15. This is secular man's concept of man -- a brute beast who has evolved into modern man!
  16. We can see this "march of progress" on every hand: radicals advocating that cops get killed, Muslims chopping off heads, maniacs pushing young women in front of subway cars, mothers murdering their babies, drug addicts sticking needles into their veins, drunkards vomiting all over themselves, homosexuals spreading AIDS and other deadly diseases, immoral politicians sending pictures of their privates to young girls, etc.
  17. Apart from the Bible doctrine of the fall of man, there is no logical explanation for the course of human history.



  1. "And so death passed upon all men, for that all have sinned" (Rom. 5:12).
  2. Death is not a popular subject and yet we are reminded of it every day. I will be preaching a memorial service here Friday evening, and two funerals on Saturday morning.
  3. We all have to deal with death. The chief characteristic of death is separation. Death is the separation of the soul and spirit from the body. When life ends, the soul leaves the body, taking the spirit with it, and the body begins to decay.
  4. The Bible also speaks of the second death. Whereas physical death is the separation of the soul and spirit from the body, the second death is eternal separation from God (cf. Rev. 20:6, 14, 15).



  1. W.H. Griffith Thomas said, "Although sin and death are ours in Adam, righteousness and life are ours in Christ, and these are infinitely more" (St. Paul's Epistle to the Romans).
  2. We are saved by God’s grace – it is a "free gift" (5:15; cf. 6:23).
  3. Paul refers to this free gift six times in these next four verses (5:15, 16, 17, 18).
  4. I have heard people say, "Oh, if only Adam had not sinned! How wonderful things would be!" Beloved, we are far better off in Christ than Adam was in the Garden of Eden. We have been brought into a more safe and exalted state than that from which we fell in Adam.
  5. Whatever we have inherited from Adam, we have received "much more" from Christ (5:9, 10, 15, 17, 20).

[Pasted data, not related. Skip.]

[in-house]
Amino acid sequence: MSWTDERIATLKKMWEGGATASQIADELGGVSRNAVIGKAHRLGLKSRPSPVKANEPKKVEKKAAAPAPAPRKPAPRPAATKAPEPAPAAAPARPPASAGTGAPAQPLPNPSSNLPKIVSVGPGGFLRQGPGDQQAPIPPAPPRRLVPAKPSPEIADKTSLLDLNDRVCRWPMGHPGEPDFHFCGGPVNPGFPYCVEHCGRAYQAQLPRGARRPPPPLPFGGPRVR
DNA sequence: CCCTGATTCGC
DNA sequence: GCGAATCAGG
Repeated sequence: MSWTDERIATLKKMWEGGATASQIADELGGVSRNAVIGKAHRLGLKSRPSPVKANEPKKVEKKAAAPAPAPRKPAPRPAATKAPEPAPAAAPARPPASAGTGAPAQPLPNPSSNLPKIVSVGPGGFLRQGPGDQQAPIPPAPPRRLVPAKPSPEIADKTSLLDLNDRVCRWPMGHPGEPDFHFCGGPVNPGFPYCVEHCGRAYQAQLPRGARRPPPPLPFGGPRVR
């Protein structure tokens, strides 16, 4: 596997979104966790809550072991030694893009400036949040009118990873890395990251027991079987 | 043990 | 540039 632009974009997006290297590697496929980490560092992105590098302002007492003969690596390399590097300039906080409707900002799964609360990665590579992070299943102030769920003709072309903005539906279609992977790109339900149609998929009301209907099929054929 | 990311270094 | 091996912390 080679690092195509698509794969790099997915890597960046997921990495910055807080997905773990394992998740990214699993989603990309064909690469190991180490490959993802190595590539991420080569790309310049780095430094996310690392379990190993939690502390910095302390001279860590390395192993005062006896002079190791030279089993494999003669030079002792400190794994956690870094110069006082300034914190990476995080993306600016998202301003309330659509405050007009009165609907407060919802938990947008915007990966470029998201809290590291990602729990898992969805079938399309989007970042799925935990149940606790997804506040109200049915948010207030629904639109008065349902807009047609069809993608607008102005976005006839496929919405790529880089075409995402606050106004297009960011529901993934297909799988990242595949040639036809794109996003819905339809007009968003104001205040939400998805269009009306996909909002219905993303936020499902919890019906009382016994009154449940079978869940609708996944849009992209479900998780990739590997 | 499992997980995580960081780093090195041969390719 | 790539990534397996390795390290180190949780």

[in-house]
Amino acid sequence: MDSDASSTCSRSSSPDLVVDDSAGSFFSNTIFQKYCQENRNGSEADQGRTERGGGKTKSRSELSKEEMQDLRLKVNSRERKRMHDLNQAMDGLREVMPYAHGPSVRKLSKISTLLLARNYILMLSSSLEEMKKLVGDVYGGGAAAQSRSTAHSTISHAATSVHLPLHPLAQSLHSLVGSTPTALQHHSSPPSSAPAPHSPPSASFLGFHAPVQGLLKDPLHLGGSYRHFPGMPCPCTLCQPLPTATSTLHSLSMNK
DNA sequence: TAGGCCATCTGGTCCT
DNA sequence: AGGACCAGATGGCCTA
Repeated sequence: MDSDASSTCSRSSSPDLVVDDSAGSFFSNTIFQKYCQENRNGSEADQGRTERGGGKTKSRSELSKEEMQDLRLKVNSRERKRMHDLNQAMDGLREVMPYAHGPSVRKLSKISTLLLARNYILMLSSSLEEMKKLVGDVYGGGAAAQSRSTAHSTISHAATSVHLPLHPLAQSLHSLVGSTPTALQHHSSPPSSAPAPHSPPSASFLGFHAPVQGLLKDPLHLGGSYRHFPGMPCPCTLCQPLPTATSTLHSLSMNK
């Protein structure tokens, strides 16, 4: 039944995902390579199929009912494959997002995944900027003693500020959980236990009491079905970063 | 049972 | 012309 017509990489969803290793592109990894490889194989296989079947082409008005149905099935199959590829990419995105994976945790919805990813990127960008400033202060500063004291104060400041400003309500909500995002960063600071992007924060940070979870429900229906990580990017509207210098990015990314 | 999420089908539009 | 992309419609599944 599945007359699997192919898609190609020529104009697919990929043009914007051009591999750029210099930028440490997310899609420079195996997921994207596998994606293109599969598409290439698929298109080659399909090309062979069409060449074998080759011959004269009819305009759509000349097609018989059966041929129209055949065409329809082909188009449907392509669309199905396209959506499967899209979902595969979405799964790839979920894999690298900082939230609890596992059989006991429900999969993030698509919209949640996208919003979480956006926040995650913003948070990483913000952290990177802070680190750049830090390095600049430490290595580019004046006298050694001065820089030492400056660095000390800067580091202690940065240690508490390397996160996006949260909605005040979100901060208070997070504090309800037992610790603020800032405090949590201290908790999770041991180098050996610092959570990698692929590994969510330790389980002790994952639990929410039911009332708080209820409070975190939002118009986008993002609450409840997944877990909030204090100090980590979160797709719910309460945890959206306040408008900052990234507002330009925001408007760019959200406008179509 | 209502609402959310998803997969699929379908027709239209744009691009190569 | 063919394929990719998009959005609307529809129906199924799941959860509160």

6. We have much more in Christ than we lost in Adam. "Much more" is the key phrase in this chapter (5:9, 10, 15, 17, 20).
  7. I heard of a preacher who was going through a very difficult time financially. Some anonymous brother sent him some money with a brief note saying, "Much more coming." Then a week later another letter came with money and the same note, "Much more coming," and then another the next week and so on. That is a picture of the grace of God – "much more."
  8. The great hymn-writer, Ira Sankey, wrote these words:

Have you on the Lord believed?

Still there’s more to follow.

Of His grace have you received?

Still there’s more to follow.

Oh, the grace the Father shows,

Still there’s more to follow;

Freely He His grace bestows,

Still there’s more to follow.

More and more and more and more,

Always more to follow;

Oh, His matchless, boundless love,

Still there’s more to follow!

  1. If it seems strange to you that the Bible says we are better off now as redeemed saints of God than Adam was in the Garden of Eden, then consider this: We have not been placed in a state of trial as Adam was, but we are justified forever and have received eternal life (5:15-21).
  2. By Christ and His righteousness, we have more and greater privileges than we lost by the offence of Adam.



  1. In his commentary on the book of Romans, John Phillips tells of a man who liked to cut out beautiful pictures from postcards or magazines, and then add a poem or Scripture.
  2. He would then give these away as gifts.
  3. One day this man came across a beautiful picture of Niagara Falls. He cut it out but he could not find an appropriate poem to add to it. Then one day he heard Ira Sankey sing, "Have You on the Lord Believed?"
  4. Now he knew he had the right words -- "More to Follow."